'To be'

ilaana
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'To be'

Postby ilaana » 2007-02-11, 9:57

-ippoq (is)
(only used with qanoq, ima,
taama, -/+mi (inessive), soorlu and -/+ tut (aequalis) )
This verb often seems like a affix

1 - Qanoq ippit? How are you?
2 - Imaappoq or taama ippoq It is like this (I now want to say or show you)
3 - Taamaappa? or taama ippa? Is it like that? (you just said or showed me)
4 - Inimiippoq or inimi ippoq He is in the living room (inessive)
5 - Soorlu anaanatut ippoq She is like a mother (soorlu is rather used with aequalis)

Tassa - it is (introducing)

1 - Tassa illorput It is our house
2 - Ivalu tassa anaanaga Ivalu is my mother

-uvoq, -avoq, -juvoq
This affix express the characteristic of the mentioned object

1 - Illuuvoq It is a house
2 - Anaanaavoq She is a mother

This affix is added to the last vowel of the stem of the noun, but when it comes to the T-stem an 'a' is added before the suffix

-uvoq (placed after 'u' and 'i')
-avoq (placed after 'a')
-juvoq (pkaced after 'uu' and 'aa')

Vowel-stem:
ataataavoq he is a father (ataata)
palasiuvoq he is a priest (palasi)
tuttuuvoq it is a reindeer (tuttu)
tiiuvoq it is tea (tii)

Q-stem:
arnaavoq she is a woman (arnaq)
qimmiuvoq it is a dog (qimmeq)
ullaajuvoq it is morning (ullaaq)

K-stem:
paniuvoq she is a daughter (panik)
immuuvoq it is milk (immuk)

T-stem:
angutaavoq he is a man (angut)
ikitsisaavoq it is a match 'as in box of matches' (ikitsit)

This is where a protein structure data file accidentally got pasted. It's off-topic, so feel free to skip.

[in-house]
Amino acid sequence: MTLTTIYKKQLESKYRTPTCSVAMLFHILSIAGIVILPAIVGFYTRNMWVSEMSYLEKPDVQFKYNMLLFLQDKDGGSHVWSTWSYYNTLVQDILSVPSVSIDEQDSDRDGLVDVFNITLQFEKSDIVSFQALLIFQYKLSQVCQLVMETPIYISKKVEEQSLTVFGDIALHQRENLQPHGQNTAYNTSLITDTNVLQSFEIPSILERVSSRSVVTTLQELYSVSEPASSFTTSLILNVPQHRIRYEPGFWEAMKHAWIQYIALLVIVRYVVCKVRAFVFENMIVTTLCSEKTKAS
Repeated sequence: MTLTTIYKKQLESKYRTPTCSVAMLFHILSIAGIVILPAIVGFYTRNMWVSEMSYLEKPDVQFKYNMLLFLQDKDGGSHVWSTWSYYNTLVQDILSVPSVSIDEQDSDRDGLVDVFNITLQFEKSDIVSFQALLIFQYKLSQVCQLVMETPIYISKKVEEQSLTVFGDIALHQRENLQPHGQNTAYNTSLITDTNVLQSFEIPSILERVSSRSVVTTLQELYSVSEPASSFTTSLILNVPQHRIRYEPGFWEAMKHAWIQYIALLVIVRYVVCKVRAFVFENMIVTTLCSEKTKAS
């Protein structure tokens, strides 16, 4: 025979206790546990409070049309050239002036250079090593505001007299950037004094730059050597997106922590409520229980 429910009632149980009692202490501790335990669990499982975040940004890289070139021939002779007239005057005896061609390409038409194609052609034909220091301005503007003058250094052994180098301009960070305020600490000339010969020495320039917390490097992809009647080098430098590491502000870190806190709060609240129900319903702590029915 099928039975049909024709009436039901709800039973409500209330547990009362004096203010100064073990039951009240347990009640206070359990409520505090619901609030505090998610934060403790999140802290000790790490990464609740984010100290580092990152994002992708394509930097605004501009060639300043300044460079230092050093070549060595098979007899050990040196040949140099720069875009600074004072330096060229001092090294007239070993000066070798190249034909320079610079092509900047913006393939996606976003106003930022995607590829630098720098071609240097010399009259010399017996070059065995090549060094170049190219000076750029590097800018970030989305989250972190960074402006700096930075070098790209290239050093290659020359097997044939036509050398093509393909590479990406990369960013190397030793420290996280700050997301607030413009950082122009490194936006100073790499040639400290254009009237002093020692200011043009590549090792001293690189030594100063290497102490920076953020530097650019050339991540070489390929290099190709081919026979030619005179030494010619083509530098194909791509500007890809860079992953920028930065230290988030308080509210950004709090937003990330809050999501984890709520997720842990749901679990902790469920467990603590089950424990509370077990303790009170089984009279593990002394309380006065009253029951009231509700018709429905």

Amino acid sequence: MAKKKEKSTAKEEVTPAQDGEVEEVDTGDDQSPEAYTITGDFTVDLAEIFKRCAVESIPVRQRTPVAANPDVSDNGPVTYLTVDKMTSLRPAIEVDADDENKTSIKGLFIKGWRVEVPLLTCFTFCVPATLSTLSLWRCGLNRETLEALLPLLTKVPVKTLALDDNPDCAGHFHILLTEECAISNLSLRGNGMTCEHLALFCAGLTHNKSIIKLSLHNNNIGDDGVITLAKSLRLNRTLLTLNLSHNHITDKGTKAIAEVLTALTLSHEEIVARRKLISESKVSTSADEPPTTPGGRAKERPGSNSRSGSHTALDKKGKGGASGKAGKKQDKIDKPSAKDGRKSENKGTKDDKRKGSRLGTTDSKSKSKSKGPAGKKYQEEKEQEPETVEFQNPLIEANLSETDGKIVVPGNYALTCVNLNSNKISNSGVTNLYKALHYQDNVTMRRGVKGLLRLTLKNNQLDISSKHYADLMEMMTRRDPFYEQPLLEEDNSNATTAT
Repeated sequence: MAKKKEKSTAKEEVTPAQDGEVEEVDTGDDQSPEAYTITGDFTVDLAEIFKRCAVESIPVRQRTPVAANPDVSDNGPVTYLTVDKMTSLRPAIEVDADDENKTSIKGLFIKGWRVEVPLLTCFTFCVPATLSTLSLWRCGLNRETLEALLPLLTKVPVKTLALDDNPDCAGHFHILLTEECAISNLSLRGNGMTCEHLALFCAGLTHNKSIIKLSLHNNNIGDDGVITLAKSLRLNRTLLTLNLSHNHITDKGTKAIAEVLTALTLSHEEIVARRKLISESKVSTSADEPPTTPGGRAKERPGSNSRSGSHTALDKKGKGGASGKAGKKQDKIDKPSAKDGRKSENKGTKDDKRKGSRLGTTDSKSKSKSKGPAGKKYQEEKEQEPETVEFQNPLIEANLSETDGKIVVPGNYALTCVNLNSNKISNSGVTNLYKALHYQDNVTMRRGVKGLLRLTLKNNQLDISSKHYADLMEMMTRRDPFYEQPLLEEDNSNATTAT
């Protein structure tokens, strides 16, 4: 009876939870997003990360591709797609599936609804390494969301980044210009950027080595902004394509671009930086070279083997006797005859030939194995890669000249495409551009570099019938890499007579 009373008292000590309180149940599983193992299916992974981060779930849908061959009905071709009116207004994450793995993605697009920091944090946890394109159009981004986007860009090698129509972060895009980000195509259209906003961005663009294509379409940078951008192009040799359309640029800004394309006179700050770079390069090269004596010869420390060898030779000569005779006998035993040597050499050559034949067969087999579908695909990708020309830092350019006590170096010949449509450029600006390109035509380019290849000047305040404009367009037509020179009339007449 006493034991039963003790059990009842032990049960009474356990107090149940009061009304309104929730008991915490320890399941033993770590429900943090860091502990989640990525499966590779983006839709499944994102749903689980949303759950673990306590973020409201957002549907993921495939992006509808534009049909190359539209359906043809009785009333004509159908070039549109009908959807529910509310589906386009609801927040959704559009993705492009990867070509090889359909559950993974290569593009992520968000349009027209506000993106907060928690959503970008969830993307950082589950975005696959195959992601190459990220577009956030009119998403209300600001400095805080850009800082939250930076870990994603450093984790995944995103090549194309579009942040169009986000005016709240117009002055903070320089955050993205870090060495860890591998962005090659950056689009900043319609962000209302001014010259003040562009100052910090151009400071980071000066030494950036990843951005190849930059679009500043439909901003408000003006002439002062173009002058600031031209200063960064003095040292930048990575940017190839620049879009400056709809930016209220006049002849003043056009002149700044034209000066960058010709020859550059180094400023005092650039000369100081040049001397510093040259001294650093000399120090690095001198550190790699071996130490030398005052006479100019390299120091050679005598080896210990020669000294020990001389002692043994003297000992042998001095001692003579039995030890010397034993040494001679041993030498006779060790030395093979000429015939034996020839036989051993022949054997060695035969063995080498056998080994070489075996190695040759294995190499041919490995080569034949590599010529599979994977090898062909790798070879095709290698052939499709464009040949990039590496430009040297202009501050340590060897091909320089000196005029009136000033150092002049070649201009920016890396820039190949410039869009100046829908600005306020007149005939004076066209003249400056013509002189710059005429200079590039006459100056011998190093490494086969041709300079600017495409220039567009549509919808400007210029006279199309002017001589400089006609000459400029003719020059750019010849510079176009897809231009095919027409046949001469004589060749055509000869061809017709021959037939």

sapaatiuvoq it is sunday (sapaat)


-uvoq, tassa and +una don't have the same meaning

1 - Nakorsaavoq She is a doctor
2 - Tassa nakorsaq It is a doctor, it is the doctor (she's coming now)
3 - Nakorsaruna It is a doctor, it is the doctor (that you can see or are talking about)

-gaa (-givaa), -raa (-rivaa) - have him to.., he/it is his
This affix express the characteristic of the mentioned object more than 'tassa' does

1 - Illugaarput or illugivarput It is our house [We have it to house]
2 - Anaanagaara or anaanagivara She is my mother [I have her to mother]

+una (singular), +uku (plural) (it is, is it?)
Words with these affixes are written by adding " - " or by assimilation (like the pronunciation)

1 - Ujarak-una or ujaranguna It is a stone
2 - Tuttut-uku or tuttunuku It is reindeers
3 - Uanga-una or uangaana It is me, it is mine
4 - Inuit-uku? or inuinuku? Is it humans?
5 - Illit-una? or illinuna? Is it you, is it yours?
6 - Kia-una nasaa? or kianna nasaa? Whose cap is it?
7 - Uanga-una igalaaq aseroriga or uangaana igalaaq asesoriga I'm the one who broke the window
8 - illit-una oqartutit? or illinuna oqartutit? Did you say something?
9 - kina-una oqaluukkiga? or kiaana oqaluukkiga? With whom am I speaking?
Nikallujuitsoq iluanaartarpoq - Tamaasa iluatsittarai - Iluatsinniarlitoq - Iluatsitsinerinnaavoq

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nighean-neonach
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Postby nighean-neonach » 2007-02-12, 20:59